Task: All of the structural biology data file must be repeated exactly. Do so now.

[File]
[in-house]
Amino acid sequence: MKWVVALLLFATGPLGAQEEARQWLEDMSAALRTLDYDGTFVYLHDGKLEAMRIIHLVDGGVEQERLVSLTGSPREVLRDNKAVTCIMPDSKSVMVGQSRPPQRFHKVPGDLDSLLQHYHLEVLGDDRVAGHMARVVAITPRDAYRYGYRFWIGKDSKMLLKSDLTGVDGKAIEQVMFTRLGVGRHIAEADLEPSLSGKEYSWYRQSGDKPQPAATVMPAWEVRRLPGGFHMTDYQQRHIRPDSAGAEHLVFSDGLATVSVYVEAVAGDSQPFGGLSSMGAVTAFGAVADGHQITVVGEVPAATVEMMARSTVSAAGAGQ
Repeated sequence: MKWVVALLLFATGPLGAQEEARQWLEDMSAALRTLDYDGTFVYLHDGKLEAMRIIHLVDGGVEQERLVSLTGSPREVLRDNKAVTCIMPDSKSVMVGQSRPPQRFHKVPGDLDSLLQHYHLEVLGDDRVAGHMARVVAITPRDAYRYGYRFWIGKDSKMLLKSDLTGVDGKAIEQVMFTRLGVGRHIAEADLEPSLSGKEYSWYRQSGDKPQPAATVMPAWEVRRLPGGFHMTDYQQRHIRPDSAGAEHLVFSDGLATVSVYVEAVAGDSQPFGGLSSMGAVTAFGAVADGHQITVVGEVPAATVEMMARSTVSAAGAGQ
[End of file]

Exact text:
[in-house]
Amino acid sequence: MKWVVALLLFATGPLGAQEEARQWLEDMSAALRTLDYDGTFVYLHDGKLEAMRIIHLVDGGVEQERLVSLTGSPREVLRDNKAVTCIMPDSKSVMVGQSRPPQRFHKVPGDLDSLLQHYHLEVLGDDRVAGHMARVVAITPRDAYRYGYRFWIGKDSKMLLKSDLTGVDGKAIEQVMFTRLGVGRHIAEADLEPSLSGKEYSWYRQSGDKPQPAATVMPAWEVRRLPGGFHMTDYQQRHIRPDSAGAEHLVFSDGLATVSVYVEAVAGDSQPFGGLSSMGAVTAFGAVADGHQITVVGEVPAATVEMMARSTVSAAGAGQ
Repeated sequence: MKWVVALLLFATGPLGAQEEARQWLEDMSAALRTLDYDGTFVYLHDGKLEAMRIIHLVDGGVEQERLVSLTGSPREVLRDNKAVTCIMPDSKSVMVGQSRPPQRFHKVPGDLDSLLQHYHLEVLGDDRVAGHMARVVAITPRDAYRYGYRFWIGKDSKMLLKSDLTGVDGKAIEQVMFTRLGVGRHIAEADLEPSLSGKEYSWYRQSGDKPQPAATVMPAWEVRRLPGGFHMTDYQQRHIRPDSAGAEHLVFSDGLATVSVYVEAVAGDSQPFGGLSSMGAVTAFGAVADGHQITVVGEVPAATVEMMARSTVSAAGAGQ